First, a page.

Review of “Higher Learning”

Taryn and Kristen kiss

Taryn, who recognizes Kristen’s growing attraction to her even before Kristen does, is cautious: although it is clear she likes Kristen, Taryn is content to let the friendship develop at its own pace. When Kristen asks Taryn one night if she wants to stay over, Taryn resists, asking “are you sure you’re ready for that?” and although Kristen pretends not to fully understand, she can no longer ignore what is going on between them.

Meanwhile, Kristen meets Wayne, an artistic, long-haired freshman who she gradually begins to trust despite a fear of men since the rape. Kristen’s relationship with both of them culminates in a sequence of sexual scenes in which Taryn and Wayne are repeatedly interchanged–i.e. Kristen leans in to kiss Taryn, who then turns into Wayne, who later turns back into Taryn, and so forth–ostensibly to show Kristen’s sexual experimentation and her attraction to both Wayne and Taryn.

Kristen’s storyline ends at a University gathering with her looking back and forth between Taryn and Wayne, as if trying to decide which one she wants.

Like most mainstream movies, Higher Learning’s depiction of lesbianism and bisexuality is both compelling and problematic. On the one hand, such an honest portrayal of bisexuality in a mainstream film was almost unheard of in 1995 (and is still rare today); on the other hand, the movie leaves the impression that Kristen’s bisexuality may be the result of the rape (since she didn’t indicate any interest in Taryn until afterwards) and thus positions it as a retreat from men rather than an attraction towards women.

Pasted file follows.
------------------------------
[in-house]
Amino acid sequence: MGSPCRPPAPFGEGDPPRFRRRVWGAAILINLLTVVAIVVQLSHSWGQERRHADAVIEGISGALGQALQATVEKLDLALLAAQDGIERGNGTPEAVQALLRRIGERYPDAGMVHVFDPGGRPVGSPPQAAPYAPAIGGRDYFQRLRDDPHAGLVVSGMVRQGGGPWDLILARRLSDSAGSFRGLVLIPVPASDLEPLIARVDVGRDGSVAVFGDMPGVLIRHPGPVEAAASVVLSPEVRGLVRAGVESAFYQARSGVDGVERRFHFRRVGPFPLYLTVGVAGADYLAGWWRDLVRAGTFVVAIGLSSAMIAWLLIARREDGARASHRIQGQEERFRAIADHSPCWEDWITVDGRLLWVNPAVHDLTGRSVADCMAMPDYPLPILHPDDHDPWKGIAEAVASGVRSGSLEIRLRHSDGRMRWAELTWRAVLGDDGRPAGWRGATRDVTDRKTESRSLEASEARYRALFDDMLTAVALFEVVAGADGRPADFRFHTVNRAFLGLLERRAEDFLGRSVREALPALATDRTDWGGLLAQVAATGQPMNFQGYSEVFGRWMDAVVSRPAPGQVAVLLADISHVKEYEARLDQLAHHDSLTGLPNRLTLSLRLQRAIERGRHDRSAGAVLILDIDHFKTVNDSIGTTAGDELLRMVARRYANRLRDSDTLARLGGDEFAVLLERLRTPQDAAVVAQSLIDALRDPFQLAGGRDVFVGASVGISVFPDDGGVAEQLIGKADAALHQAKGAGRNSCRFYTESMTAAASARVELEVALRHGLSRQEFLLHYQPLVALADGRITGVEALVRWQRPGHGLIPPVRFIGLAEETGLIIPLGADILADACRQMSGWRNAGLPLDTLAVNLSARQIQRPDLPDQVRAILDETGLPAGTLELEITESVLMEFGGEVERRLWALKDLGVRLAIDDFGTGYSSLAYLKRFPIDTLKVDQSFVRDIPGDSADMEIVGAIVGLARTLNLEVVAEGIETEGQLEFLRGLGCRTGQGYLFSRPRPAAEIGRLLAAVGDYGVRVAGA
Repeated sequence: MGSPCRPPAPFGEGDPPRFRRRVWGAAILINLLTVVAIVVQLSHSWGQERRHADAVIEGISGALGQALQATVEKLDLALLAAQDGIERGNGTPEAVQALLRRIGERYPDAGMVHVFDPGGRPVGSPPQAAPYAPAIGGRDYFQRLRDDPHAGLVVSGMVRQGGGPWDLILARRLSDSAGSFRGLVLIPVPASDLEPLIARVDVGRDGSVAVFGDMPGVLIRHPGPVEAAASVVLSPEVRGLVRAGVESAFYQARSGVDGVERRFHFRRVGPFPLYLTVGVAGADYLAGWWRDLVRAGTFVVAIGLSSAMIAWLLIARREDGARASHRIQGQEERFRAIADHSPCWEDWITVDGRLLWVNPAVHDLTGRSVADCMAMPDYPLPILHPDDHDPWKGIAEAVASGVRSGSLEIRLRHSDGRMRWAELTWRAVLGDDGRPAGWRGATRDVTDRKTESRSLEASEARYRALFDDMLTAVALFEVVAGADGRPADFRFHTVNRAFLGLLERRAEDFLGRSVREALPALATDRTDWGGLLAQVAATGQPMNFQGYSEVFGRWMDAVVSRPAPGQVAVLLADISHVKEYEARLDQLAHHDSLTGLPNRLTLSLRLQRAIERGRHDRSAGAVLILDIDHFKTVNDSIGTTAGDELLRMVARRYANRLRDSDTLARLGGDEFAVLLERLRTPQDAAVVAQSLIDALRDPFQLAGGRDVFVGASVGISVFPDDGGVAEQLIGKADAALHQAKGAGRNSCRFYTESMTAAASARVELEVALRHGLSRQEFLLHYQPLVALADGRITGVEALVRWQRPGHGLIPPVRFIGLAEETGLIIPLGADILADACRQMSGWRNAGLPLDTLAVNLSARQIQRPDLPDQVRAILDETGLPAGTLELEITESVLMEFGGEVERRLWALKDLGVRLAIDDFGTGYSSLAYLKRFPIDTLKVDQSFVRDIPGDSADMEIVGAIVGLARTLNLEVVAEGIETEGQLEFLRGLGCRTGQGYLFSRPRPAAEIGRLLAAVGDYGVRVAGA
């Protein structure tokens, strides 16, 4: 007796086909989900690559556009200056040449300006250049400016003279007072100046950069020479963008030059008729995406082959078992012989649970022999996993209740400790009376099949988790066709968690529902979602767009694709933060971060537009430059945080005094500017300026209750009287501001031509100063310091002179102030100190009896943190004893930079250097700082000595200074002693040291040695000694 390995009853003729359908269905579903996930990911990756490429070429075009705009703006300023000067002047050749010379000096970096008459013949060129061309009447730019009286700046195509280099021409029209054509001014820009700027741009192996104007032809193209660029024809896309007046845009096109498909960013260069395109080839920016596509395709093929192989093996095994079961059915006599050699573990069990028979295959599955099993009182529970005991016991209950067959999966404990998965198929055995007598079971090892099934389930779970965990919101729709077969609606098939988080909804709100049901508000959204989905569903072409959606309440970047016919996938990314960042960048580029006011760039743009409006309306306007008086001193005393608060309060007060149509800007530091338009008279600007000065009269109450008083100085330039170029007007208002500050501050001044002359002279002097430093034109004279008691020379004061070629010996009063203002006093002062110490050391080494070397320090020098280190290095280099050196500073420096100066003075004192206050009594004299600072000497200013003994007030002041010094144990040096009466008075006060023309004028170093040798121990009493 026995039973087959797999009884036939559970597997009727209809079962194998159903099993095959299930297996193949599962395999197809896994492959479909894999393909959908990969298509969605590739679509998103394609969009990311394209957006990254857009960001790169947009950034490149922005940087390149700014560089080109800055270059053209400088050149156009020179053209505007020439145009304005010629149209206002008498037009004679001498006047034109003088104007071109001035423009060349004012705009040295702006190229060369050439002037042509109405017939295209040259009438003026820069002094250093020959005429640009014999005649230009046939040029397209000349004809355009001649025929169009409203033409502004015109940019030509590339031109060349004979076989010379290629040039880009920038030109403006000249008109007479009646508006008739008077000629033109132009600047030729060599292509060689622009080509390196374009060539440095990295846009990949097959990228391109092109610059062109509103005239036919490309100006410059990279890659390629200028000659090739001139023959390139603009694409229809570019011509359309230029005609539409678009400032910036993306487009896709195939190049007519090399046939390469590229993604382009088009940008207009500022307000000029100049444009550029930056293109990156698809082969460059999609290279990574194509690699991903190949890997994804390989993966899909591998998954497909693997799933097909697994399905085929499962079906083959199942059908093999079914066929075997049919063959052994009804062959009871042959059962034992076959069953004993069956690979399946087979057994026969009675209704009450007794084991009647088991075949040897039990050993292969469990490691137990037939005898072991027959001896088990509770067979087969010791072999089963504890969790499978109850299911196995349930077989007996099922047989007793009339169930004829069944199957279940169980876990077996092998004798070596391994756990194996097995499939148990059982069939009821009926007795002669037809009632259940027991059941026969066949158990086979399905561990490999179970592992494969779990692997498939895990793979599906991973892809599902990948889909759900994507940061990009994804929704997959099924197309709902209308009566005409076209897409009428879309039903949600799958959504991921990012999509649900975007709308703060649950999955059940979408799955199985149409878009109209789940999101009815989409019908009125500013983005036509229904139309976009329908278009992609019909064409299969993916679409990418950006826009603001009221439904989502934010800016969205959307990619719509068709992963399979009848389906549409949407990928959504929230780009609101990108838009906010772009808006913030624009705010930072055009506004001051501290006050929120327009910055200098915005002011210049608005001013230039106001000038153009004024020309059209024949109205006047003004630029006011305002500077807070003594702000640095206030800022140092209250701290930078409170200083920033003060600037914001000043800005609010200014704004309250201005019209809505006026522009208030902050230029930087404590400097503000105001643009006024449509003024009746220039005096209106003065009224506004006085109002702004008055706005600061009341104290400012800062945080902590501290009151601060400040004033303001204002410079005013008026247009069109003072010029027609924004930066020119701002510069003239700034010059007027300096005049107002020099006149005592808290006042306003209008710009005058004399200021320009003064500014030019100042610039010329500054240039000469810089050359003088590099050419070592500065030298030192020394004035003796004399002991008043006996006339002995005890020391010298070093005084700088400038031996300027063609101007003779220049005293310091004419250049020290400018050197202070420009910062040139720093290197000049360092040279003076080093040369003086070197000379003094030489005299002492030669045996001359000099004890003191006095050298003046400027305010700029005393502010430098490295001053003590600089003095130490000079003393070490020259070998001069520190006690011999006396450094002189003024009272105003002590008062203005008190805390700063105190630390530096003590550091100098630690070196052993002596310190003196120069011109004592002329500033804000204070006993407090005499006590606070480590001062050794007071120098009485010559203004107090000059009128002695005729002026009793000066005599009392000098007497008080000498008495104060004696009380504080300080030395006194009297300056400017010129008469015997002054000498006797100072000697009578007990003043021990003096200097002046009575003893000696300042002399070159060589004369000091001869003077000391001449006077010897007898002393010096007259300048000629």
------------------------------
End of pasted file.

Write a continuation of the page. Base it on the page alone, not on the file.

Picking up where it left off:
And although Taryn is a very likeable character and in many ways un-stereotypical (especially compared to other representations of lesbians in mainstream films of the mid-90′s), she still reinforces the stereotype of lesbianism as fundamentally anti-male since not only does Taryn appear to have only female friends, but she seems to spend most of her time recruiting women to attend women-only safety meetings. In other words, her entire existence is defined around protecting herself and other women from men.

Safety for women is an important issue, of course (especially on college campuses), and the character of Taryn is certainly realistic. But since this was one of the only representations of lesbians in mainstream movies at that time, it is unfortunate that Singleton chose to emphasize this aspect of Taryn’s character since it only reinforces negative stereotypes about lesbians.

Interchanging Taryn and Wayne in the sex scene also smacks of Singleton trying to have his cake and eat it too. By intercutting the images the way he did, Singleton avoids actually showing sexual contact between women (since it’s not entirely clear what Kristen did and did not do and with whom) while exploiting the sensationalism that is inevitably associated with any sexual activity between women in mainstream film. It’s also just an annoying scene to watch.

The buildup of sexual tension between the two women is well done, however, and the film does a good job of making both characters three-dimensional, even if Taryn could have been a little more well-rounded.

In comparison to the mainstream movies with lesbian characters that immediately preceded this film–1993′s Three of Hearts and 1994′s Sister My Sister and Heavenly Creaturesthe way lesbianism and bisexuality is portrayed in Higher Learning is a huge leap forward. Just the fact that neither of the women in Higher Learning killed anyone, slept with their sister, or sacrificed their own happiness for the male lead constituted major progress at the time.

Within two years following the release of Higher Learning, positive lesbian characters began cropping up in a wide array of mainstream films, from Bound to Chasing Amy to The First Wives Club. While this change was the result of the collision of a number of social and economic factors, early 90′s films like Higher Learning which presented a positive (or at least neutral) view of lesbian sexuality contributed to this change by chipping away at the wall of negative lesbian images previously offered by mainstream entertainment.

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